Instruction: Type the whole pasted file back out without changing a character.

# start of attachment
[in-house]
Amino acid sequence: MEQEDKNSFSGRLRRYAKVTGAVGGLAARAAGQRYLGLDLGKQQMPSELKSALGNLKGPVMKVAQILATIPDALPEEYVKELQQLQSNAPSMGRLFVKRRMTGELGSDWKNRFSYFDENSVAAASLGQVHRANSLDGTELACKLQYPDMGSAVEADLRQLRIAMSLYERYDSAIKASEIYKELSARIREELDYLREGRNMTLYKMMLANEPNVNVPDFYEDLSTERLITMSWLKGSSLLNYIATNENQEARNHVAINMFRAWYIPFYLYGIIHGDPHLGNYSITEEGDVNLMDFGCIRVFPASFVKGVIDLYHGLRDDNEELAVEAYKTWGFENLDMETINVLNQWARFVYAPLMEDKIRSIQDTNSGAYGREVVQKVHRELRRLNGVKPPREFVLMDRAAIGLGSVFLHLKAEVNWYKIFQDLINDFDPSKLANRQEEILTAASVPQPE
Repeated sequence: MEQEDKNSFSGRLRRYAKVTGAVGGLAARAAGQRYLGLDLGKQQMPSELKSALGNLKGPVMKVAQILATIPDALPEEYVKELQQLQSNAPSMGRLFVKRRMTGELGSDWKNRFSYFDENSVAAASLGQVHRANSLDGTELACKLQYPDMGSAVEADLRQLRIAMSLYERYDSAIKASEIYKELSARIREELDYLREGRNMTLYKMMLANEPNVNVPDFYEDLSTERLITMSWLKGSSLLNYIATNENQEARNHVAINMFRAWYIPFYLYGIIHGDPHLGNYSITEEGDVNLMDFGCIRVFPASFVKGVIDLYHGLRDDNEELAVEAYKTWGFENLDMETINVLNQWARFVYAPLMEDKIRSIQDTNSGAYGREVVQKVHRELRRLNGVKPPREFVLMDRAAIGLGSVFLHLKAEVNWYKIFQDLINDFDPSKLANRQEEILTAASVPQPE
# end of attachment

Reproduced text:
[in-house]
Amino acid sequence: MEQEDKNSFSGRLRRYAKVTGAVGGLAARAAGQRYLGLDLGKQQMPSELKSALGNLKGPVMKVAQILATIPDALPEEYVKELQQLQSNAPSMGRLFVKRRMTGELGSDWKNRFSYFDENSVAAASLGQVHRANSLDGTELACKLQYPDMGSAVEADLRQLRIAMSLYERYDSAIKASEIYKELSARIREELDYLREGRNMTLYKMMLANEPNVNVPDFYEDLSTERLITMSWLKGSSLLNYIATNENQEARNHVAINMFRAWYIPFYLYGIIHGDPHLGNYSITEEGDVNLMDFGCIRVFPASFVKGVIDLYHGLRDDNEELAVEAYKTWGFENLDMETINVLNQWARFVYAPLMEDKIRSIQDTNSGAYGREVVQKVHRELRRLNGVKPPREFVLMDRAAIGLGSVFLHLKAEVNWYKIFQDLINDFDPSKLANRQEEILTAASVPQPE
Repeated sequence: MEQEDKNSFSGRLRRYAKVTGAVGGLAARAAGQRYLGLDLGKQQMPSELKSALGNLKGPVMKVAQILATIPDALPEEYVKELQQLQSNAPSMGRLFVKRRMTGELGSDWKNRFSYFDENSVAAASLGQVHRANSLDGTELACKLQYPDMGSAVEADLRQLRIAMSLYERYDSAIKASEIYKELSARIREELDYLREGRNMTLYKMMLANEPNVNVPDFYEDLSTERLITMSWLKGSSLLNYIATNENQEARNHVAINMFRAWYIPFYLYGIIHGDPHLGNYSITEEGDVNLMDFGCIRVFPASFVKGVIDLYHGLRDDNEELAVEAYKTWGFENLDMETINVLNQWARFVYAPLMEDKIRSIQDTNSGAYGREVVQKVHRELRRLNGVKPPREFVLMDRAAIGLGSVFLHLKAEVNWYKIFQDLINDFDPSKLANRQEEILTAASVPQPE